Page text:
Helping to get more rangatahi Māori interested in animation and design industries, the first class from the Māoriland MATCH programme are set to graduate today.
The Māoriland film festival is run every year out of Ōtaki, a small town on the Kāpiti Coast. The five-day event hosts a number of Indigenous storytellers every year, with games, animation and creative technology telling the stories of cultures from all over the world. Two years ago it was where Māoriland programme manager Madeleine De Young got the inspiration to introduce rangatahi Māori to the world of creative technology in an effort to elevate Māori stories.
With no local coding club, and little resource for kaiako to take on the teaching responsibilities themselves, the Māoriland team started MATCH, the Māoriland Ahi Tech Creative Hub, a course running in three levels for kids in Ōtaki and the Horowhenua-Kāpiti Coast to become leaders in creative technology.
The three levels of class cater to rangatahi from ages 12 to 24, the final level being a six-week programme culminating in a paid industry internship. The first class from the senior programme graduates today, and De Young says it’s been gratifying to see how the students have developed over the short six-weeks.
“Some of them came in with no experience and just thought it was cool, when they were interviewed we just asked them how they felt about storytelling and what their dream future looked like. We interviewed about 30 people to get down to the nine we had in this course and it was about finding the ones who had that spark that would grow from this programme.”
The course is industry endorsed by companies like Weta Digital, who took the nine MATCH graduates through a few days of behind-the-scenes training. De Young says relationships between Māoriland and companies like Weta have been crucial in the establishment of the course, and she hopes they’re able to feed students into internships at Weta in the future.
“That relationship was built through the production work we were doing as Māoriland and meeting the right people in the organisation and saying ‘we have these amazing young people here’ and them saying ‘we really need the manpower, so how do we do this in a way that works for everybody?'”
Jared Tuoro (JT) is the manager of MATCH and says he’s thrilled with how far the students have come since they began the programme. Many started without a shred of technical animation knowledge, but now all have created a presentation of animated design for their final course project.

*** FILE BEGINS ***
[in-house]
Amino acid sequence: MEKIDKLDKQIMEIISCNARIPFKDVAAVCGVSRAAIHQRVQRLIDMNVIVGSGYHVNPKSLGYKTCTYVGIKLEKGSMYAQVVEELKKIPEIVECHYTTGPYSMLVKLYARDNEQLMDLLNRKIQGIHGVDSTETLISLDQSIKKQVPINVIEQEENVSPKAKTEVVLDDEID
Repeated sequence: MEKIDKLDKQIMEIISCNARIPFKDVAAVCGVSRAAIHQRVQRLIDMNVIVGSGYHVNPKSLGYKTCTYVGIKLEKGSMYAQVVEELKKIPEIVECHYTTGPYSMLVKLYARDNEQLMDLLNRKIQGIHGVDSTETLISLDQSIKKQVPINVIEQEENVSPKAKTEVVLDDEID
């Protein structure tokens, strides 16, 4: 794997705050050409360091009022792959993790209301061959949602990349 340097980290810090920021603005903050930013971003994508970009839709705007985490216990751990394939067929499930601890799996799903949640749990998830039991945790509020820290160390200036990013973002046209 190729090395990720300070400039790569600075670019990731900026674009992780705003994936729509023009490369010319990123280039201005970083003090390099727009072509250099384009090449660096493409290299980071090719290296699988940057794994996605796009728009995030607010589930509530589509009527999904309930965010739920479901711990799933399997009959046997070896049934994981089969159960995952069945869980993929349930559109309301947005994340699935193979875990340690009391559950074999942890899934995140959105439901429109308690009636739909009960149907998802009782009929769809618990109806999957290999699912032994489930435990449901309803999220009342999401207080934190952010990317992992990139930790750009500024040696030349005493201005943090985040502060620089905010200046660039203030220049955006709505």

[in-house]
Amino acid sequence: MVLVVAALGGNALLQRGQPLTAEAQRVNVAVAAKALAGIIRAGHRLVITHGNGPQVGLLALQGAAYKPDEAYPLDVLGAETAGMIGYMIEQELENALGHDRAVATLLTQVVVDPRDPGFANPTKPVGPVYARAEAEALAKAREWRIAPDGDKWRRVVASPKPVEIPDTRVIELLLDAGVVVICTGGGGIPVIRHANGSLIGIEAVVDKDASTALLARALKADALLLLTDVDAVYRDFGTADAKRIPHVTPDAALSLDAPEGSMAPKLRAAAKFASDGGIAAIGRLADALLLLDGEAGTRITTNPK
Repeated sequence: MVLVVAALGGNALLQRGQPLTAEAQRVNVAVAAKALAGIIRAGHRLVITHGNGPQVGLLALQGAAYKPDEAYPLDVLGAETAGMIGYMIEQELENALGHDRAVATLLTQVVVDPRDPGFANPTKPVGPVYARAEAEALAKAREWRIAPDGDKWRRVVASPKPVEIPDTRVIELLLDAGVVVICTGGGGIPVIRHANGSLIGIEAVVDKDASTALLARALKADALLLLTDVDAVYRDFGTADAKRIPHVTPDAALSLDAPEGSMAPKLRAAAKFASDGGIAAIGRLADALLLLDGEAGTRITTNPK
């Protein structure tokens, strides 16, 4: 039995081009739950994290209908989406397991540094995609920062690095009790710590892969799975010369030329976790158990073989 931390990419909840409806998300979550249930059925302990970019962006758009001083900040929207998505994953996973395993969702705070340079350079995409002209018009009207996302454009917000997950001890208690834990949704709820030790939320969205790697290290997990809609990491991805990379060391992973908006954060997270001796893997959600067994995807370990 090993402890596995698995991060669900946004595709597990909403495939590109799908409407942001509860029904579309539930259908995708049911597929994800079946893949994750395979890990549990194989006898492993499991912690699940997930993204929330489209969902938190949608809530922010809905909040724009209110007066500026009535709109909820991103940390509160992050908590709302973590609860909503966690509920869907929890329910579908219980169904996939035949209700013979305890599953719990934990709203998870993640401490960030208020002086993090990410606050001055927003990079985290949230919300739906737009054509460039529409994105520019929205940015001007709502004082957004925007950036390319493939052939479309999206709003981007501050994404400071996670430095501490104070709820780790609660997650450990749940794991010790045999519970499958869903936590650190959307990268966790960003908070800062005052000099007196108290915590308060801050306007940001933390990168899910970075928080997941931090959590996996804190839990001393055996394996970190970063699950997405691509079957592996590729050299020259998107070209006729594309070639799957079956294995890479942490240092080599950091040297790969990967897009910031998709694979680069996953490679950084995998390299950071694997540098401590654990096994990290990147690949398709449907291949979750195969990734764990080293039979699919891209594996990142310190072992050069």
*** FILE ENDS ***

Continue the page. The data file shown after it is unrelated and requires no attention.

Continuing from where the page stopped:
“I think they’ve really exceeded their own expectations. You don’t have to be this amazing artist to excel at this stuff.”
Seth Stewart is one of the graduating students. He tried an animation course in 2019, but quickly felt out of place in a space dominated by non-Māori. During the six weeks studying with the Māoriland team he reignited his passion for illustration and telling the stories he grew up with.
“Coming to MATCH I really felt that I belonged. I’ve always looked at movies like Clash of the Titans that show other cultures’ mythologies, and Māori have such good stories to tell so to bring those to life on the screen would be really cool.”
Kararaina Rewi is another MATCH graduate who agrees that animation has much to contribute to the modernisation of traditional stories. For her final project, Rewi created an animation of a bird flying through her pepeha.
“It’s really cool to have so many like-minded people and I personally think Māori people think differently. I want to get more Māori stories out there because they’re so interesting.”
For her, the course has been just as much about the mental support as the practical training. The idea that taking care of yourself is important to be able to produce top quality work is something they emphasise at MATCH, says JT.
“If we’re not well our work’s not well and everything can suffer. We put a lot of emphasis on that. If we can work on it every day we can be better at everything we do, they’ve grown arms and legs in that space too.”
The skills the students have learnt will also be used to further the MATCH course in the future, creating a rangatahi-led environment that gives previous students the opportunity to teach new cohorts coming through. Māoriland has used the tuakana/teina model in other programmes, such as Through the Lens, during which young aspiring filmmakers were sent to overseas Indigenous communities to teach film workshops. De Young says the model helps to enrich leadership skills in tuākana, and help tēina feel more supported by someone closer to their skill and age level.
“There will always be a tuākana who has led a couple of workshops before, they are always supported by our coordinator who came through the programme too, but then we will always try to have a teina in there as well so that we’re growing the pool of leadership talent.”
Preparing the students for industry internships meant teaching not only the technical skills of animation and storytelling, but how to be proactive, how to work in teams and how to face challenges. So many students leave university without these skills, JT thinks, when it should be a crucial part of their learning.
“Out there in certain environments they don’t get a chance to grow. It feels like it’s not a very learner-centered environment in a lot of places they go, it’s very hierarchical and they tell you what to do and you just go do it. That’s caused them to not be as expressive or creative.
“But when you take those chains off it helps them to flourish.”